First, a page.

Tuesday, 9 December 2008

Writing style

JD asks: When you read a learner’s writing what makes you pleased? What things do you look for?

I don't want to write a long list; instead, let me tell you about a final-year essay I once marked. It was on a French autobiographical text by Claude Duneton called Je suis comme une truie qui doute ('I am a doubting sow') and was story of a working-class kid made good, who becomes a teacher, but later doubts the role of school system in creating a more equal society. The text is sort of 'Bourdieu lite' and was perfect for my module on post-'68 culture.

My student submitted late, after countless redrafts (he felt early versions replicated my lectures) and requests for extensions but eventually produced an assessment. What a read! - initially I was shocked at his slang and pop cultural references - then read on and I understood what he was up to. He'd created a text that mimicked Duneton in its use of slang, invective, polemic and self-disclosure. He even prefaced sections with quotes from songs - e.g. lines from Pulp's Common People - Duneton does this but the cultural references are 60s-based (e.g. Lennon's w-c hero).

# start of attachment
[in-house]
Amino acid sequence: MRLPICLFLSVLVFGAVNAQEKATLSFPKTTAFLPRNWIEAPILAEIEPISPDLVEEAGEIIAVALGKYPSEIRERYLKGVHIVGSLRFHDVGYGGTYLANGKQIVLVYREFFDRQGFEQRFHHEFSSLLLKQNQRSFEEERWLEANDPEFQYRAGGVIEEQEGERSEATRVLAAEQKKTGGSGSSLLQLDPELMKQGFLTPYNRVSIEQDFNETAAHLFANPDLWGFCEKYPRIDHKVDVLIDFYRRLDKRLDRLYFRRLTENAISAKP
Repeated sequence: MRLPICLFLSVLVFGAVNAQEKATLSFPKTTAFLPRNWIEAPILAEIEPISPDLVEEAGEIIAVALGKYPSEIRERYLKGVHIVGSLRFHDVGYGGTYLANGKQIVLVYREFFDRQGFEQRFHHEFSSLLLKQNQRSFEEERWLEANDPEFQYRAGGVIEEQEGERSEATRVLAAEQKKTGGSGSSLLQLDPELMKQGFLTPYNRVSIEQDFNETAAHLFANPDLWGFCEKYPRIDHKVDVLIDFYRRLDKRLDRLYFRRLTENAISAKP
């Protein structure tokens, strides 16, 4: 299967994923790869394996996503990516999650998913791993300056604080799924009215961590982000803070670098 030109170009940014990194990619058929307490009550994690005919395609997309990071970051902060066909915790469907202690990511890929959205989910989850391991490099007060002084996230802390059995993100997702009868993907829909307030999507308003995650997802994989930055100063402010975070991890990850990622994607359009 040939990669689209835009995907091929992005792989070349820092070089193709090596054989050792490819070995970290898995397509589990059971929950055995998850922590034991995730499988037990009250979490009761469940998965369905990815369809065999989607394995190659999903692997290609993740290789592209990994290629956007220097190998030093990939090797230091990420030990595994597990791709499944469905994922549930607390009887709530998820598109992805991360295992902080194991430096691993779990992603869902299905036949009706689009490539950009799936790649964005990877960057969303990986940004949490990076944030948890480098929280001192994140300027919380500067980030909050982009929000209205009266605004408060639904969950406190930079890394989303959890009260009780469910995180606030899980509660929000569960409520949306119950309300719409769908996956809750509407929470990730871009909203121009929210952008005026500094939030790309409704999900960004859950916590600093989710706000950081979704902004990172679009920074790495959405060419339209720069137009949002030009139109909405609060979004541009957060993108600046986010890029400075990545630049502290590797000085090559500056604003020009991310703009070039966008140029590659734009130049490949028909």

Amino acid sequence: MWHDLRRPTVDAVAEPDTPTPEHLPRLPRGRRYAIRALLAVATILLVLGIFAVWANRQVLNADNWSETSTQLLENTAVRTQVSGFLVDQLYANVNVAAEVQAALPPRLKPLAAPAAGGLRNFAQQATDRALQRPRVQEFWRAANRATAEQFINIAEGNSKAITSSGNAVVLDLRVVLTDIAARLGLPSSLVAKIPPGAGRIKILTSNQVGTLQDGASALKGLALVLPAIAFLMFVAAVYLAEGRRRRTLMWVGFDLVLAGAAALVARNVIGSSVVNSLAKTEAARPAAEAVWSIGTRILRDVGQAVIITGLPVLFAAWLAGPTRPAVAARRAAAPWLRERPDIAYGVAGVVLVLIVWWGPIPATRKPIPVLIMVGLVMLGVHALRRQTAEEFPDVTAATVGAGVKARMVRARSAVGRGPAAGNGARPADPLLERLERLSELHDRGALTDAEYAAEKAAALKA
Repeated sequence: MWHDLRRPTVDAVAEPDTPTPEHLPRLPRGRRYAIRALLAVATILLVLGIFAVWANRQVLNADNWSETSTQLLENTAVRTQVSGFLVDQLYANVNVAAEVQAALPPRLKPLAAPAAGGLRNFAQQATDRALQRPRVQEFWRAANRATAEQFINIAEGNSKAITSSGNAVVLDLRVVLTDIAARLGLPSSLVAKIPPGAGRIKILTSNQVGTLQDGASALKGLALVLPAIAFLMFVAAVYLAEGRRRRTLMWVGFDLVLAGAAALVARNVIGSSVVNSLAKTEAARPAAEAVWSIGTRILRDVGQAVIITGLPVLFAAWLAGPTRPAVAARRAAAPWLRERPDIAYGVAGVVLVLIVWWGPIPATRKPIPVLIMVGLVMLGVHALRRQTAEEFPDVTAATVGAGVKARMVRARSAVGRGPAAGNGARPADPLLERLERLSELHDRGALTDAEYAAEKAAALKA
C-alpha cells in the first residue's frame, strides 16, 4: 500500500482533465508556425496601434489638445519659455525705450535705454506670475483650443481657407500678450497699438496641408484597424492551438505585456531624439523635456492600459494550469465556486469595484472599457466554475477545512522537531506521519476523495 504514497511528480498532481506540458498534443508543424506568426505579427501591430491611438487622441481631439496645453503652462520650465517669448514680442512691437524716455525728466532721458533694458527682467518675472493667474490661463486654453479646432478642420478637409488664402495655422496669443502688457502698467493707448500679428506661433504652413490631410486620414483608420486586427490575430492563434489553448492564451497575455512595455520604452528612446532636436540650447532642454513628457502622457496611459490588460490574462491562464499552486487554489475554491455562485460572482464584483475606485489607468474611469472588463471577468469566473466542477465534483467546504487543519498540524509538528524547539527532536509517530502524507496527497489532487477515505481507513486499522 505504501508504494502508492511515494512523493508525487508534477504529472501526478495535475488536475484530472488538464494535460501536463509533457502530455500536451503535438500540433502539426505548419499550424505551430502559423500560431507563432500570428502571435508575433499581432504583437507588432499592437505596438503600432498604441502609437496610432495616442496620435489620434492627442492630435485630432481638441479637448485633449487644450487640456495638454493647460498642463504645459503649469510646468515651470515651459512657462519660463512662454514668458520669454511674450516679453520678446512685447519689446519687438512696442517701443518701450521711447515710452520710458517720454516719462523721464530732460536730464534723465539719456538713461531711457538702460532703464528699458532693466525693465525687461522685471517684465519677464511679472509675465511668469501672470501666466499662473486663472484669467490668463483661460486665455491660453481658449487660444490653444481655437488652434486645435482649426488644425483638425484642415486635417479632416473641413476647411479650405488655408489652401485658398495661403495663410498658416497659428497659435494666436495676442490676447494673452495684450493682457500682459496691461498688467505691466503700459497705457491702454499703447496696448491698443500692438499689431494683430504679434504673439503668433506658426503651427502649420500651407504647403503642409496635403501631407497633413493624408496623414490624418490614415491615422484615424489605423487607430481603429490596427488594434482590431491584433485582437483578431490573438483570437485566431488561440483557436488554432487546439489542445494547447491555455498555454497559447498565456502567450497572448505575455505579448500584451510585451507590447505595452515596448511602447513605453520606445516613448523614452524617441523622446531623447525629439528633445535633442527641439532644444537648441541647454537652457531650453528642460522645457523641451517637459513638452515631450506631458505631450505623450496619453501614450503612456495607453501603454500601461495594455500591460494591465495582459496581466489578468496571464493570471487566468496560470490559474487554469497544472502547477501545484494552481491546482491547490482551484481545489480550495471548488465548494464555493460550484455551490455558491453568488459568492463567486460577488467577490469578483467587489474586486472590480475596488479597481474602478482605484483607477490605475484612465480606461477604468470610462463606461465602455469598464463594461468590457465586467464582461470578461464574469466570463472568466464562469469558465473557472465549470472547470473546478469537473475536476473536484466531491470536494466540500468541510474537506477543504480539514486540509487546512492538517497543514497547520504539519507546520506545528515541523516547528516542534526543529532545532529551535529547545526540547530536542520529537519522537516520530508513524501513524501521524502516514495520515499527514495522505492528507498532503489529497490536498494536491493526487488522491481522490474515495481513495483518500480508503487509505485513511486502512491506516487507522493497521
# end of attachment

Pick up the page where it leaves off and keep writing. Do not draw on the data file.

He'd got the book completely - understanding key ideas and the meaning of its style. He'd made a connection between the book and his own life. I gave it 85% - although I could have easily failed it. The external approved the mark in spite of me flagging it as a potential 'problem'.

That's all but the things that made me pleased were not the things that I initially looked for.

There's probably a message about assessment here - don't be too explicit in assessment criteria, license challenges to your assessment regime etc..

Recalling the essay ten years later, as I start thinking about an essay for my MA, it made me realise that writing an essay is an act of ventriloquism, fiction or pastiche; the adoption of a voice that is not one's own but belonging to others that is a requirement of the performance of academic discourse.

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